Immigration and Professional Transitions: Language Integration

2015-2016 Issue 1

Language is important for any newcomer, particularly for those who wish to enter the job market. Communicating in the local language can help you through every step in the process: expanding your professional network, catching the attention of potential employers, and clinching a job interview.

Building upon your existing language skills will “significantly increase your job prospects,” says Emilie Nketiah, Career and Transition Advisor at McGill’s School of Continuing Studies. “It’s worth the investment.”

The city is full of successful newcomers who have followed that advice. Here are two of their personal stories:


Carina Lucen

Carina Lucen came to Canada from Peru, where she studied English and French. She took two months of French classes when she arrived in Montreal, then began studying finance in French. She now works at a bank in Montreal’s Saint-Leonard neighbourhood, where she works with clients “in English, French, Spanish and Italian.” Her goal is to become a financial advisor, so she’s been active in the job market. But she wasn’t confident with her English skills, particularly in job interviews. “I studied English for three years, and I was good at it,” says Carina. “I just have to practice, and I’ll get it back.”

Rather than taking traditional English language courses, she searched the web for career advice and discovered McGill’s Labour Market Workshops. “It’s something to help me improve my English, and also advance in my career. It’s already helped my confidence, and my interview skills are stronger.”

“There’s a confidence that comes from communicating in local languages,” says Emilie. “Even if you only have basic language skills, showing that you have a willingness to learn will help you integrate into the culture.”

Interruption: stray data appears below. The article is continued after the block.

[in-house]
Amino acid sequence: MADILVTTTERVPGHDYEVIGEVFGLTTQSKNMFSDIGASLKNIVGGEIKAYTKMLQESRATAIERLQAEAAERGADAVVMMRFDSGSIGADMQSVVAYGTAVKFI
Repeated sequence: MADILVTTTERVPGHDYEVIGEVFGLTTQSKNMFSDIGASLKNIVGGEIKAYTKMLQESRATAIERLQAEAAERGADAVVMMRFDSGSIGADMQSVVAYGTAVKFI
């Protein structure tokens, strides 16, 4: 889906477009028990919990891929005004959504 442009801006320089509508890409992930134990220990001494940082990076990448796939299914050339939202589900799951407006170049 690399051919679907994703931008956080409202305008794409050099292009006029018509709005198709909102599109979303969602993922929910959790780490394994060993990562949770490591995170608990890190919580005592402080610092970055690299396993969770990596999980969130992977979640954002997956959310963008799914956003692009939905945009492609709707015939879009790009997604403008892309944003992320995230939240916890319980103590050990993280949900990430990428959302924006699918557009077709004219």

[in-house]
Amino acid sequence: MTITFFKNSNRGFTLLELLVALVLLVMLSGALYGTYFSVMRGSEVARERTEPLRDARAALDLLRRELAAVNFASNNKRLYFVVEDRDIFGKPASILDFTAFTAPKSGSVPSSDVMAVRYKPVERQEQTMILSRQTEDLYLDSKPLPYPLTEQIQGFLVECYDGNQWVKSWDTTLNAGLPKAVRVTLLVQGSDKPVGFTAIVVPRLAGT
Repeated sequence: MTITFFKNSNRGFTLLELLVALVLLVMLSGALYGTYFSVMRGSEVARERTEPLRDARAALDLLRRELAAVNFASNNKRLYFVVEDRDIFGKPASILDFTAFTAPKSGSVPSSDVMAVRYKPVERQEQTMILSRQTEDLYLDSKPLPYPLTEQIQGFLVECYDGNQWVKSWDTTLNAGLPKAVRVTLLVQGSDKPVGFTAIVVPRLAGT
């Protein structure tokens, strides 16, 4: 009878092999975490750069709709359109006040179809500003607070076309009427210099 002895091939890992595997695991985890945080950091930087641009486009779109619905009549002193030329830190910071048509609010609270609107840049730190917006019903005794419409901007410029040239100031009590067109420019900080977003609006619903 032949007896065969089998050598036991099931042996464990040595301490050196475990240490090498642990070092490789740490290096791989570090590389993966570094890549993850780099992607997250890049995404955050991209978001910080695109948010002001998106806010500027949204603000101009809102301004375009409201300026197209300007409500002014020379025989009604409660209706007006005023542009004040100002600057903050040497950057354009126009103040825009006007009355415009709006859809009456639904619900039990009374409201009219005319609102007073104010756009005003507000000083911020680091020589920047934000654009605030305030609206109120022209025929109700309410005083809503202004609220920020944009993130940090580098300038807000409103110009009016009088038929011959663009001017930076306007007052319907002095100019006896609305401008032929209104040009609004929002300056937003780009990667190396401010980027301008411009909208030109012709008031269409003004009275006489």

Alejandro Soto

Alejandro Soto

Alejandro Soto emmigrated from Venezuela. When he arrived in Montreal, he spoke English and French, and had experience working as a telecommunications engineer. He refreshed his French skills, and began studying telecommunications in French. “After two semesters I was doing well, so I thought I might be able to study and work at the same time,” he said. “And although my languages skills were not perfect, they were good enough to find work in a call centre while looking for an engineering job.” His girlfriend had previously enrolled in McGill’s Labour Market Workshops, and recommended that he attend.

Alejandro’s plan was a success: he recently accepted a position at a telecommunications company in Montreal. “It’s the exact same job that I had in Venezuela, but here.” Alejandro’s office functions mostly in French, but he’ll also use English. “In Venezuela I worked with people and businesses from around the world, and we often spoke in English.”

Although he says his career transition required patience, “my advice would be that if you could do your job before, you can do it here.”

Montreal’s unique culture and language means that “there isn’t a shortage of resources available,” says Emilie. “There are conversation practice sessions, and classes specifically for writing. Language courses are offered full-time, part-time, and online. There are so many options, it’s impossible not to find something that’s the right fit for you.”

The factor that both Carina and Alejandro emphasize in speaking a language is confidence. “I think people often know more than they think they do,” says Alejandro. “Be positive, and be prepared.”

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McGill University School of Continuing Studies offers intensive, part-time and online language courses in English and French, as well as translation courses in English, French and Spanish. Please visit our website for a complete list of courses.

This article is available in Spanish on NM Noticias Montreal.

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